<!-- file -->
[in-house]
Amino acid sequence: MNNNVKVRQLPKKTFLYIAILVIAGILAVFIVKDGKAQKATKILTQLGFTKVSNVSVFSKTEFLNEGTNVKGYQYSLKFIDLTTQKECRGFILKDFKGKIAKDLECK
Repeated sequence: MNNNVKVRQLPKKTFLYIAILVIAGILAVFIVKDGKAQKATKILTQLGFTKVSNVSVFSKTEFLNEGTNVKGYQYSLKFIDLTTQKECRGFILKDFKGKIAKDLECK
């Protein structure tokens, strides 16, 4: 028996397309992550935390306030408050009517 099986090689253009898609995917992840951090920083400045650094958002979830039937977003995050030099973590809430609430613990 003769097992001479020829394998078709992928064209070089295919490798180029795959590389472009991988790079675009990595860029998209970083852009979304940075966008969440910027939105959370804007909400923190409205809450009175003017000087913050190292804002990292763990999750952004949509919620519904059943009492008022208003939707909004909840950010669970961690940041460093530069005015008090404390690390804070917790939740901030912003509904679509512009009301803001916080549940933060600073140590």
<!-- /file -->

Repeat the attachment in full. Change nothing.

[in-house]
Amino acid sequence: MNNNVKVRQLPKKTFLYIAILVIAGILAVFIVKDGKAQKATKILTQLGFTKVSNVSVFSKTEFLNEGTNVKGYQYSLKFIDLTTQKECRGFILKDFKGKIAKDLECK
Repeated sequence: MNNNVKVRQLPKKTFLYIAILVIAGILAVFIVKDGKAQKATKILTQLGFTKVSNVSVFSKTEFLNEGTNVKGYQYSLKFIDLTTQKECRGFILKDFKGKIAKDLECK
């Protein structure tokens, strides 16, 4: 028996397309992550935390306030408050009517 099986090689253009898609995917992840951090920083400045650094958002979830039937977003995050030099973590809430609430613990 003769097992001479020829394998078709992928064209070089295919490798180029795959590389472009991988790079675009990595860029998209970083852009979304940075966008969440910027939105959370804007909400923190409205809450009175003017000087913050190292804002990292763990999750952004949509919620519904059943009492008022208003939707909004909840950010669970961690940041460093530069005015008090404390690390804070917790939740901030912003509904679509512009009301803001916080549940933060600073140590």